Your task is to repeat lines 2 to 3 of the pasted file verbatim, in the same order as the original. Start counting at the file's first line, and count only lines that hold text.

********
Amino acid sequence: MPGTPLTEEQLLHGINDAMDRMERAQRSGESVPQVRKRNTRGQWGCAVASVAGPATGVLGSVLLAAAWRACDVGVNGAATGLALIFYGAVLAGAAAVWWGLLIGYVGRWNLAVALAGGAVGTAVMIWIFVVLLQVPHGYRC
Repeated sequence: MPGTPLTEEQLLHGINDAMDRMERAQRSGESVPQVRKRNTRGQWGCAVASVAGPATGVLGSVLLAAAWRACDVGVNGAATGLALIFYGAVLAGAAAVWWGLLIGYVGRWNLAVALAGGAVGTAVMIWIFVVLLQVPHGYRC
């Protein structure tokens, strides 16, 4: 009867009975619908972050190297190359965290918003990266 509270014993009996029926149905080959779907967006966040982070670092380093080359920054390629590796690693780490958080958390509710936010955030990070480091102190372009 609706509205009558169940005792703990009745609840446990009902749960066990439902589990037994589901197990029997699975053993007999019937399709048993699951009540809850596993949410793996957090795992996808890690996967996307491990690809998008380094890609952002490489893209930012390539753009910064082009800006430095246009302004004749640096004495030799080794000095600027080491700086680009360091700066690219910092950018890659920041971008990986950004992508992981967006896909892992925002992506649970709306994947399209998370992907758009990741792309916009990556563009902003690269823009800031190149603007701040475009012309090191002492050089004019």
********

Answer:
Repeated sequence: MPGTPLTEEQLLHGINDAMDRMERAQRSGESVPQVRKRNTRGQWGCAVASVAGPATGVLGSVLLAAAWRACDVGVNGAATGLALIFYGAVLAGAAAVWWGLLIGYVGRWNLAVALAGGAVGTAVMIWIFVVLLQVPHGYRC
């Protein structure tokens, strides 16, 4: 009867009975619908972050190297190359965290918003990266 509270014993009996029926149905080959779907967006966040982070670092380093080359920054390629590796690693780490958080958390509710936010955030990070480091102190372009 609706509205009558169940005792703990009745609840446990009902749960066990439902589990037994589901197990029997699975053993007999019937399709048993699951009540809850596993949410793996957090795992996808890690996967996307491990690809998008380094890609952002490489893209930012390539753009910064082009800006430095246009302004004749640096004495030799080794000095600027080491700086680009360091700066690219910092950018890659920041971008990986950004992508992981967006896909892992925002992506649970709306994947399209998370992907758009990741792309916009990556563009902003690269823009800031190149603007701040475009012309090191002492050089004019």